Boy, it sure is a bummer that the zombified remains of the Snellenburg's department store on Market Street got demolished.
If we may be serious for a moment, it's actually really wonderful that this horrible building, mutilated beyond recognition from its original splendor, is no longer with us. When we last checked in on the building formerly known as Girard Square at the end of last year, demolition efforts had just begun. Now the building is entirely gone. In its place is a giant hole in the ground.
This demolition is great news not only because it wipes away an architectural crime, but also because it signals the upcoming East Market development. For full details on the project, you can click here. The first phase will include the construction of a seventeen story mixed-use building with two floors of retail and 322 apartments at the corner of 11th & Market. It will also involve the renovation of 34 S. 11th St., a building that was originally associated with the department store but has been used for office space and Family Court in more recent years. This building has wonderful bones and we're glad the outside is being preserved. It looks like everything inside has been torn out though.
Future phases of the project will include an additional building at 12th & Market, two new buildings on the 1100 block of Chestnut Street, and a walkway between Market and Chestnut Streets that cuts through the middle of the development. The site plan makes things clearer.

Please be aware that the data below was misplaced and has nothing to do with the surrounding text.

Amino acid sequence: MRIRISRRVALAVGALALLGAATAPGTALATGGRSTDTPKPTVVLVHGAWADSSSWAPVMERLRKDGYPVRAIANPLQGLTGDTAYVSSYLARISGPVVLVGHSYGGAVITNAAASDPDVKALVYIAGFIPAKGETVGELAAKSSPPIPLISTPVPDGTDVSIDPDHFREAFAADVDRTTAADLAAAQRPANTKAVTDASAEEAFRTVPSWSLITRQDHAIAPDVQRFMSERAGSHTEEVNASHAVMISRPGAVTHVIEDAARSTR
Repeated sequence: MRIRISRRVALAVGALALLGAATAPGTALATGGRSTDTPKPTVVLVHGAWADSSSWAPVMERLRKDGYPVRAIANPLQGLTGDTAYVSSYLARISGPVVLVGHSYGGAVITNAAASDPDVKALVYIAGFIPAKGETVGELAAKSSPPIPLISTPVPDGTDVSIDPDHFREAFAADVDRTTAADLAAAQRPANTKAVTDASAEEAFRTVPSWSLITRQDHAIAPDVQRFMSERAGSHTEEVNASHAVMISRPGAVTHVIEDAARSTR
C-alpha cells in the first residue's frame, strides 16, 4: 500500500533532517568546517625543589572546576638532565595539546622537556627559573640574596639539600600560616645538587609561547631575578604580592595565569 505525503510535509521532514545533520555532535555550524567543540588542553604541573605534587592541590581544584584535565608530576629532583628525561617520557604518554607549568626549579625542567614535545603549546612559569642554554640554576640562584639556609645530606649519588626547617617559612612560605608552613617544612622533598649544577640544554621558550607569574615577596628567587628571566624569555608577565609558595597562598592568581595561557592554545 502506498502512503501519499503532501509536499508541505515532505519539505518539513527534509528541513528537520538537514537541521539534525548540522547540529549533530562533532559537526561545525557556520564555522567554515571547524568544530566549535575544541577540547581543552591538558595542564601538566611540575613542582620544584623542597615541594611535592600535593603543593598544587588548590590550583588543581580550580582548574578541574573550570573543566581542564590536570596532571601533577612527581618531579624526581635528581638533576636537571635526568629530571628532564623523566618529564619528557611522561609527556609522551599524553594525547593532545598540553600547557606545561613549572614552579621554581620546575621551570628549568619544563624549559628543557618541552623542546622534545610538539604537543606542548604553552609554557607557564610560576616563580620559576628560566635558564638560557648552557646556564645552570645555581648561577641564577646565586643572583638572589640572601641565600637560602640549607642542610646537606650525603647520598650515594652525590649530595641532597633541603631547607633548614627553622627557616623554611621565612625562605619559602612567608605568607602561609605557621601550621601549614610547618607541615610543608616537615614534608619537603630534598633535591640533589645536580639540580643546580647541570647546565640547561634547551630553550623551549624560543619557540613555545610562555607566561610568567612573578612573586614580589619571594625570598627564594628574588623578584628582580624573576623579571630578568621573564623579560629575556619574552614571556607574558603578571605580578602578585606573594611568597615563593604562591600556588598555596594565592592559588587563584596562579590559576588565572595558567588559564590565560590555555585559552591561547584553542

The project was designed by BLT Architects, who went with a contemporary look.
Considering all the stops and starts for Market East over the years, it's actually quite amazing to watch this thing actually move forward. Even with the execution of the first phase of the project, it will totally change the environment here. And remember, the long-awaited efforts to renovate the Gallery are also finally moving forward. These two projects combined will represent a major transformation for Market East in the coming years. It will be fascinating to watch the dominoes fall, and to see what other changes are spurred by these projects.
Update: A commenter posted a rendering that shows the former Family Court building with a totally different facade. Seems like a weird choice, here's hoping the plans change.